Roadtrippin to the Renaissance Faire
It was this past fateful rainy Sunday that I decided to make a pilgrimage to the Renaissance Faire or as I started to call it “ren faire bro”. I was invited by some friends who decided to brave the weather and split a zip car, so I figured it certainly beat my usual rainy Sunday activities of drinking too much and watching Buffy reruns. They were also bringing along their 4 year old so I figured I could hide my excitement behind the guise of “just going for the kid”. But who as I kidding, how often do you get to see hordes of people dressed up in period costume and be asked if I’d like to “give them $4 to see what’s under their cloak?”.
I use the word “period” loosely, because it seemed like most of the people there just wore whatever velvet thing they had in their closest. There were pirates, sort of Mad Max looking dudes wearing pleated leather, and plenty of bouncing bosoms to spare. Bonus points to the 60+ woman with a see-through white blouse in the rain and both nipples pierced. You my girl! There were also a lot of horn headbands and tribal tattoos, but I digress.
To those of you unfamiliar with this fringe culture, the Renaissance Fair first started back in 1963 in Agoura, California. They are usually set around the time of Queen Elizabeth I, but many fairs involve any type of medieval time period, vikings, witches, elves you name it. There are over 244 fairs that take place all over the country, some of which involved permanent buildings which sometimes gives it a weird Disneyland Main Street vibe. But these fairs are a far cry from Disney. You can tell these people take what they’re doing seriously and I love them that much more for it. There’s nothing worse than Robin Hood breaking character to answer his cell phone.
Even if you don’t have a slutty fairy costume, or a corset collecting dust in your closet you can still dress up for the affair. There’s a costume rental right as you enter, so it’s up to you if you’re feeling like a lady or wench. The grounds on which the faire take place are beautiful. The New York faire takes place in Tuxedo Park , NY up in the Hudson Valley on 60 acres of land. There’s arched bridges, swampy moats complete with “dragons” and giant open spaces perfect for jousting.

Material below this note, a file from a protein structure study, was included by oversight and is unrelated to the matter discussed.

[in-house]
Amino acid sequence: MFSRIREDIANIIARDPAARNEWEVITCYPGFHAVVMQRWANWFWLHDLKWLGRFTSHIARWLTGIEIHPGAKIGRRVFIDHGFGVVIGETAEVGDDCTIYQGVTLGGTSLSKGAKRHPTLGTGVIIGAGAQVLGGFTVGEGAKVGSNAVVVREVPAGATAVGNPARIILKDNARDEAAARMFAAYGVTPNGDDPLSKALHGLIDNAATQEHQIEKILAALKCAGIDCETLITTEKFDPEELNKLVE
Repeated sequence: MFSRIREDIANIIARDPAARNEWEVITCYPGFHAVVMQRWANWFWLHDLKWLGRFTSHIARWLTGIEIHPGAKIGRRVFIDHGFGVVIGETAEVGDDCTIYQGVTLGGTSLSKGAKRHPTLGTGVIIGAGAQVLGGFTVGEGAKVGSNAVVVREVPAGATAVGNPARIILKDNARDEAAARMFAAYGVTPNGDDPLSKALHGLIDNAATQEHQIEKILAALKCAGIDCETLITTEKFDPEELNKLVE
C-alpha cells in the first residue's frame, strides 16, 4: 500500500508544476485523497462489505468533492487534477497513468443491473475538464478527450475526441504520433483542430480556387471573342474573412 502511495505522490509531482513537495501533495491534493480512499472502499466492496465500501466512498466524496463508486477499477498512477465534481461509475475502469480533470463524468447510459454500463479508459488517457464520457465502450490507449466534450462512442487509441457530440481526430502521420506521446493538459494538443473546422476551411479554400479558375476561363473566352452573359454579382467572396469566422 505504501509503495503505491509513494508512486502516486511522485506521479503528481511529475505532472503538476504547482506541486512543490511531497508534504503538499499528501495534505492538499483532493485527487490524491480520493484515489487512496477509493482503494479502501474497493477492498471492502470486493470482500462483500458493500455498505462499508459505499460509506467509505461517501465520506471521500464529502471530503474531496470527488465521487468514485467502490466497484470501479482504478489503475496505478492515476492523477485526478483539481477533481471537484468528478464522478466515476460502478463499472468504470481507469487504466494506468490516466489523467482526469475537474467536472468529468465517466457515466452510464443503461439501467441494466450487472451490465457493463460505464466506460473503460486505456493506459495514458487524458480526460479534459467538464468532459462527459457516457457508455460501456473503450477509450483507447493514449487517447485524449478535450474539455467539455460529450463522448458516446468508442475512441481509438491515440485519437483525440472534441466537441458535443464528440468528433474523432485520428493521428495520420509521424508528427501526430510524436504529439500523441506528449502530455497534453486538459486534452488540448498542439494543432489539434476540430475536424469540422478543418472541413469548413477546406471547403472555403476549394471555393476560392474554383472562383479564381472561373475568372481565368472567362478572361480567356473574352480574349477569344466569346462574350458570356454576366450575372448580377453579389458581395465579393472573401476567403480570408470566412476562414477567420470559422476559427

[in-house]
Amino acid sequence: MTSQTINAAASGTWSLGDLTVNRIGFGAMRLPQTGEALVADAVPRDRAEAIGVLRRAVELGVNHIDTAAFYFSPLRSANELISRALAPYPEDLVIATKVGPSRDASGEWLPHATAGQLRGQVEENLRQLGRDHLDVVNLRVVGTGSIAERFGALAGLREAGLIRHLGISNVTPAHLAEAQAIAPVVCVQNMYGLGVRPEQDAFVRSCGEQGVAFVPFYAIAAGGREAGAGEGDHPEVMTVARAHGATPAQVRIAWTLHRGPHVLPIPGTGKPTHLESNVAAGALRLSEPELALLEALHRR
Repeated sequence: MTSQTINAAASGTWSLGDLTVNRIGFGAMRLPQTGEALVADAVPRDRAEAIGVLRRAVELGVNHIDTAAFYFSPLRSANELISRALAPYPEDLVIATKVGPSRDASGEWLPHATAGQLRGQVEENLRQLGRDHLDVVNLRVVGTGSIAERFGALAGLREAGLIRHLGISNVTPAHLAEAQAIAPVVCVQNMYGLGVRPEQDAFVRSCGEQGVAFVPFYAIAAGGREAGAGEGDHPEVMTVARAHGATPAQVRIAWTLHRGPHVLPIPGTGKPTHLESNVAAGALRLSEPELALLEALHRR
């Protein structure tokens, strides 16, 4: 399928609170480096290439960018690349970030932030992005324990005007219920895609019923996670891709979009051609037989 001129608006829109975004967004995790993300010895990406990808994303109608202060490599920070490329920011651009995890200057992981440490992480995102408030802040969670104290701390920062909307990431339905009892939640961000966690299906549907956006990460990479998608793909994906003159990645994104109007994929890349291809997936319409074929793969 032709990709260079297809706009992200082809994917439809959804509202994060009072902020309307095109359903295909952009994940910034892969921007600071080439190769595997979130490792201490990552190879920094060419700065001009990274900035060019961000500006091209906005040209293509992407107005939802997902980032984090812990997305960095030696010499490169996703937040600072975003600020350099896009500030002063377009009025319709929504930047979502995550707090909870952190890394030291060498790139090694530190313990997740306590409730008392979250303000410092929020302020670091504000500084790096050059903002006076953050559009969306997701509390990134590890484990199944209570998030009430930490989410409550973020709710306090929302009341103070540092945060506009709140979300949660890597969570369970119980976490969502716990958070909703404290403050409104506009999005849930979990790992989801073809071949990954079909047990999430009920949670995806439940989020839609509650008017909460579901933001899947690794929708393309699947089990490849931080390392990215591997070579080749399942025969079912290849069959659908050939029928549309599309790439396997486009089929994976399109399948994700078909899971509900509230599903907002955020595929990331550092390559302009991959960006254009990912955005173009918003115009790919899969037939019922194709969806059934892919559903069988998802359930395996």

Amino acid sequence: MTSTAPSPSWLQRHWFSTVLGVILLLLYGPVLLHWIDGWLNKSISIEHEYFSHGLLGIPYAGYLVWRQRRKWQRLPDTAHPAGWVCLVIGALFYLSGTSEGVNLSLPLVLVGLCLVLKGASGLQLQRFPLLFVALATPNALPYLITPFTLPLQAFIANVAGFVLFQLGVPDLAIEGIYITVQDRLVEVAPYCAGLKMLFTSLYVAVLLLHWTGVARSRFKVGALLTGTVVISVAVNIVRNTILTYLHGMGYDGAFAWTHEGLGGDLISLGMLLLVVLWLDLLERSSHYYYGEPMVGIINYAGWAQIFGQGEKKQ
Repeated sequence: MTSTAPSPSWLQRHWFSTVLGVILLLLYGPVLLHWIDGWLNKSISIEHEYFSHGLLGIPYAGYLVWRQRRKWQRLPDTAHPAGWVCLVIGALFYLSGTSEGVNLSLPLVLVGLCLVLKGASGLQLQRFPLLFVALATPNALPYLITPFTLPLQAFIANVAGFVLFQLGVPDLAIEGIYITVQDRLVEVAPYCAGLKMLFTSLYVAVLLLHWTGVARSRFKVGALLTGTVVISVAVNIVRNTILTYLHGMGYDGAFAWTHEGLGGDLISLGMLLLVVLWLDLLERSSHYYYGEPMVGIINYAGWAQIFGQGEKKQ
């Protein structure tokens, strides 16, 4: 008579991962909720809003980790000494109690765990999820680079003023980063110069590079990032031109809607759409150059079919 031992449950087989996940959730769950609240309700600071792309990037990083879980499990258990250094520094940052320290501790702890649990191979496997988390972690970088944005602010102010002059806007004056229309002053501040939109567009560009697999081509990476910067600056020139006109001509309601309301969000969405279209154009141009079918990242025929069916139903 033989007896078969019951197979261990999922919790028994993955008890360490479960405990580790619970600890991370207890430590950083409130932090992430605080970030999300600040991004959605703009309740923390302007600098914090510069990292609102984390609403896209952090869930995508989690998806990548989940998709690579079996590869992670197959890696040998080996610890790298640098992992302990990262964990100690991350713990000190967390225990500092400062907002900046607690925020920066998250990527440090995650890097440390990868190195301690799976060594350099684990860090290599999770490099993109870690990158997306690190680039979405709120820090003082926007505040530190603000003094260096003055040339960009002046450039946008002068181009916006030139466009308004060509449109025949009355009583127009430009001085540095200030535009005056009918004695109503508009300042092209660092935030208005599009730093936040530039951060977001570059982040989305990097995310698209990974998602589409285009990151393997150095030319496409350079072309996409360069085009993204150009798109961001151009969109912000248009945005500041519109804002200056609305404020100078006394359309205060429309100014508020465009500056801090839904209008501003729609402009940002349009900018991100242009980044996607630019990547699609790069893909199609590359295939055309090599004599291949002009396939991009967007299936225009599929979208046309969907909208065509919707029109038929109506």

Besides the obvious people watching, the faire offers plenty of entertaining options in its own right. You can master your knife and axe throwing skills, practice archery, dance around the may pole, learn the arts of glass blowing, and watch a game of live chess. To fuel all these taxing activities, there’s plenty of turkey leg and “authentic” Sam Adams beer to fill up on. Despite a few wild cards that seemed out of place (seriously what’s up with the camels?”, the Faire seems to be a cohesive village as you wander around its winding paths and peak your head into yet another shop selling dragon wind chimes.
Mock it you want, but I could tell these people were having a blast. Even when the rain flooded the fairgrounds and our party was forced to take off our shoes and wade barefoot through more than ankle deep water, these people just lifted their crushed-velvet slips high and merrily sang their way through the rain. It was at the time, I too, wished I brought a pair of lace-up boots and a wool cape to weather the storm with. While the Ren Faire ain’t cheap (it’s $16 Labor Day weekend), it’s totally worth the trip. And if you can’t make it upstate before it’s over, there’s always this LARP (Live-Action-Role-Play) inspired movie to satiate your curiosity.
Editor’s promise: Next week’s posts will include a lot less coverage of comic books and the Renaissance Fair and much more boobs and Budweiser.